So in order to paint St Sophrony I studied several photos of him to find the natural rhythm in his features in order to translate them into byzantine rhythm. Fortunately his features lend themselves very easily to this. So I made a few preliminary sketches of his face and the basic layout of the icon. This is a small icon which makes maintaining the likeness of the features even more difficult.
Gilding the Halo
I decided to go with fairly dark blue background (made with black and white) as I wanted his figure to appear radiant. Colour in byzantine iconography works on the contrast between warm and cool and dark and light colours. So the cool dark background will contrast with his light warm phelonion. The olive border (black, oche, white) is a warmer tone compared to the blue.
Black garments are the most difficult to paint and not have them look dead and lifeless. I start of with a warm toned dark proplasmos of black and ochre and make sure that the colour is semi-tranparent and not opaque as the white shining though will keep the colour lively.
I build up the grapsimata and dark areas with the addition of black.
I then add white which created a cooler toned colour that in contrast to the warm toned proplasmos will make even the black garments look lively and not flat and lifeless.
Phelonion and Sticharion
Although the phelonion and sticharion are "white" in byzantine iconography everything is colour and even white garments will start from a colour base. The phelonion is a very light peachy colour made from white, yellow ochre and red ercolano to contrast with the cool background, and the sticharion is a very light cool blue made with black and white to contrast with the warm phelonion.
I build up the grapsimata with the addition of yellow ochre and red ercolano and a touch of black in the darker areas.
The lighter layers are pure white which is cool in contrast to the warm peachy proplasmos and that contrast of warm and cool helps project the figure off the surface.
For the grapsimata on the sticharion, I added a touch of mars red making a purply mauve colour that will help project the blue/white towards the viewer. Byzantine iconography works the in the opposite way to naturalistic painting. Warm colours are used in the background (proplasmos, grapsimata) and cool colours on top of them to project the forms off the surface.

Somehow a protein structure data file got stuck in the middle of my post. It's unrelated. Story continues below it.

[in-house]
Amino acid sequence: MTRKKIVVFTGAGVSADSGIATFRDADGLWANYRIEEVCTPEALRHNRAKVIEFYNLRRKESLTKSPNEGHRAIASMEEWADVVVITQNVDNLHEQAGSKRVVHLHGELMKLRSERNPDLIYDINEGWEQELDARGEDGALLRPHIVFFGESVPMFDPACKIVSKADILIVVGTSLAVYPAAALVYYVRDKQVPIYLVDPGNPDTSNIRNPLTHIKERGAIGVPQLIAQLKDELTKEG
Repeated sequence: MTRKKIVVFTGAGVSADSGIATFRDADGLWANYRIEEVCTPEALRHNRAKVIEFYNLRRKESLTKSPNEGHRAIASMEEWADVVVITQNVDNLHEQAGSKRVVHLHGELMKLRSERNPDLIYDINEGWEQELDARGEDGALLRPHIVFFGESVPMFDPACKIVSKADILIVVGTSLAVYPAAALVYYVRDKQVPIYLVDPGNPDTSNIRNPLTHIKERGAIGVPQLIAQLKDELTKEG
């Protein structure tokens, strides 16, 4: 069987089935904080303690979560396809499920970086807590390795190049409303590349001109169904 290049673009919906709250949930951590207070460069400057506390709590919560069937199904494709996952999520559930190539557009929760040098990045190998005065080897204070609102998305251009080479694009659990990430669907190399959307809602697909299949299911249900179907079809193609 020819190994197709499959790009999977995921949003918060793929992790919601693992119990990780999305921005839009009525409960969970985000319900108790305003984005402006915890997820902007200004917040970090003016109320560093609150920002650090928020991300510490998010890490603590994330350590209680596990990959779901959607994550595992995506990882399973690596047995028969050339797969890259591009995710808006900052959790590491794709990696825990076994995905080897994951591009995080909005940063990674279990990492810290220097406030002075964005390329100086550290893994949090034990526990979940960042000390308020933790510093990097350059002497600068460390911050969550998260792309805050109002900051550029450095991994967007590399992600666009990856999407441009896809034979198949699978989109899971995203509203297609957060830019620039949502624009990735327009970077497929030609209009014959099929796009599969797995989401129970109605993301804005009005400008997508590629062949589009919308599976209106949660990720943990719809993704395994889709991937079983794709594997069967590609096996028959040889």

The proplasmos for the face and hands is made of ochre, red ercolano and black. I cover the hair with it as well as the warm undertone makes the beard more lively and it gives a more organic look. The beard is made with the proplasmos from the face plus white and black. I first cover the whole beard with a glaze and then start building up the forms. The grapsimata for the face are made with ercolano red and black and built up with more black.
The flesh tone is ochre and white. Again I start with a semi-transparent layer and then build up the forms. In the subsequent layers more white is added.
This is where the face starts coming to life. On the wider side of the face, which is projected towards the viewer, I blend the skin tone into the proplasmos with a cool glaze make from the skin colour and a touch of black. Again this cool colour helps to project the figure towards the viewer. On the narrow side, which is further from the viewer I use a warm glaze made with red ercolano and ochre. This is also used on the lower lip, cheeks, the darker side of the nose and the bottom of the nose as well as the darker parts of the hands.
All the lines of the face, from the eyebrows to the cheeks to the psimithia and the hear create a rhythmic movement and harmony that create a sense of tranquility.
Prints of this icon are available here.